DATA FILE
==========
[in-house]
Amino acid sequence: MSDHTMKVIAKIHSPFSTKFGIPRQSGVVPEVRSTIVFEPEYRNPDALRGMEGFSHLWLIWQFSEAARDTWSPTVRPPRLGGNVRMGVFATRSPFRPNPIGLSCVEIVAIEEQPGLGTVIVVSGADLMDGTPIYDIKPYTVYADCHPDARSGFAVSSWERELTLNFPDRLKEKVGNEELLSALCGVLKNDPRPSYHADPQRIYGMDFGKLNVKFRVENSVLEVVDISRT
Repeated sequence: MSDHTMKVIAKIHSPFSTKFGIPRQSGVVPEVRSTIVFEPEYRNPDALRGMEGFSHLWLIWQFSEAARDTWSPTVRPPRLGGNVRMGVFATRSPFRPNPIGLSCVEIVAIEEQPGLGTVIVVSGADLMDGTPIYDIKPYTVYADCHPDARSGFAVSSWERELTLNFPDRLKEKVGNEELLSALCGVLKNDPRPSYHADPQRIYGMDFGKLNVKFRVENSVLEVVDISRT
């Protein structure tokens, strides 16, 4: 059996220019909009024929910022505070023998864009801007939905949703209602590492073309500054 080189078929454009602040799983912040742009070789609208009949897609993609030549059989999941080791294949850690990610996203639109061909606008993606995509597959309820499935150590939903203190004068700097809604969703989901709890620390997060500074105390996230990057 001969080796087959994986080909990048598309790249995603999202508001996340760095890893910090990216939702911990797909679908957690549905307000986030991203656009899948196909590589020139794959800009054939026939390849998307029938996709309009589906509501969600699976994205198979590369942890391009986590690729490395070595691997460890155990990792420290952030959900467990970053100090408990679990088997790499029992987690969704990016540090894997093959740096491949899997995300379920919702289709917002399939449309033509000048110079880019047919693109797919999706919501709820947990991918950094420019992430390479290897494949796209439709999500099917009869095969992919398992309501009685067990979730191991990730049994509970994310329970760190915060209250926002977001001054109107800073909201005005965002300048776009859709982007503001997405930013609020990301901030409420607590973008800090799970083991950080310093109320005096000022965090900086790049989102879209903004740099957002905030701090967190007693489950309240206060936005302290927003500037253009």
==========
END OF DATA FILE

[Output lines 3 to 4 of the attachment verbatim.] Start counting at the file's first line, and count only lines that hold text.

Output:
Repeated sequence: MSDHTMKVIAKIHSPFSTKFGIPRQSGVVPEVRSTIVFEPEYRNPDALRGMEGFSHLWLIWQFSEAARDTWSPTVRPPRLGGNVRMGVFATRSPFRPNPIGLSCVEIVAIEEQPGLGTVIVVSGADLMDGTPIYDIKPYTVYADCHPDARSGFAVSSWERELTLNFPDRLKEKVGNEELLSALCGVLKNDPRPSYHADPQRIYGMDFGKLNVKFRVENSVLEVVDISRT
């Protein structure tokens, strides 16, 4: 059996220019909009024929910022505070023998864009801007939905949703209602590492073309500054 080189078929454009602040799983912040742009070789609208009949897609993609030549059989999941080791294949850690990610996203639109061909606008993606995509597959309820499935150590939903203190004068700097809604969703989901709890620390997060500074105390996230990057 001969080796087959994986080909990048598309790249995603999202508001996340760095890893910090990216939702911990797909679908957690549905307000986030991203656009899948196909590589020139794959800009054939026939390849998307029938996709309009589906509501969600699976994205198979590369942890391009986590690729490395070595691997460890155990990792420290952030959900467990970053100090408990679990088997790499029992987690969704990016540090894997093959740096491949899997995300379920919702289709917002399939449309033509000048110079880019047919693109797919999706919501709820947990991918950094420019992430390479290897494949796209439709999500099917009869095969992919398992309501009685067990979730191991990730049994509970994310329970760190915060209250926002977001001054109107800073909201005005965002300048776009859709982007503001997405930013609020990301901030409420607590973008800090799970083991950080310093109320005096000022965090900086790049989102879209903004740099957002905030701090967190007693489950309240206060936005302290927003500037253009």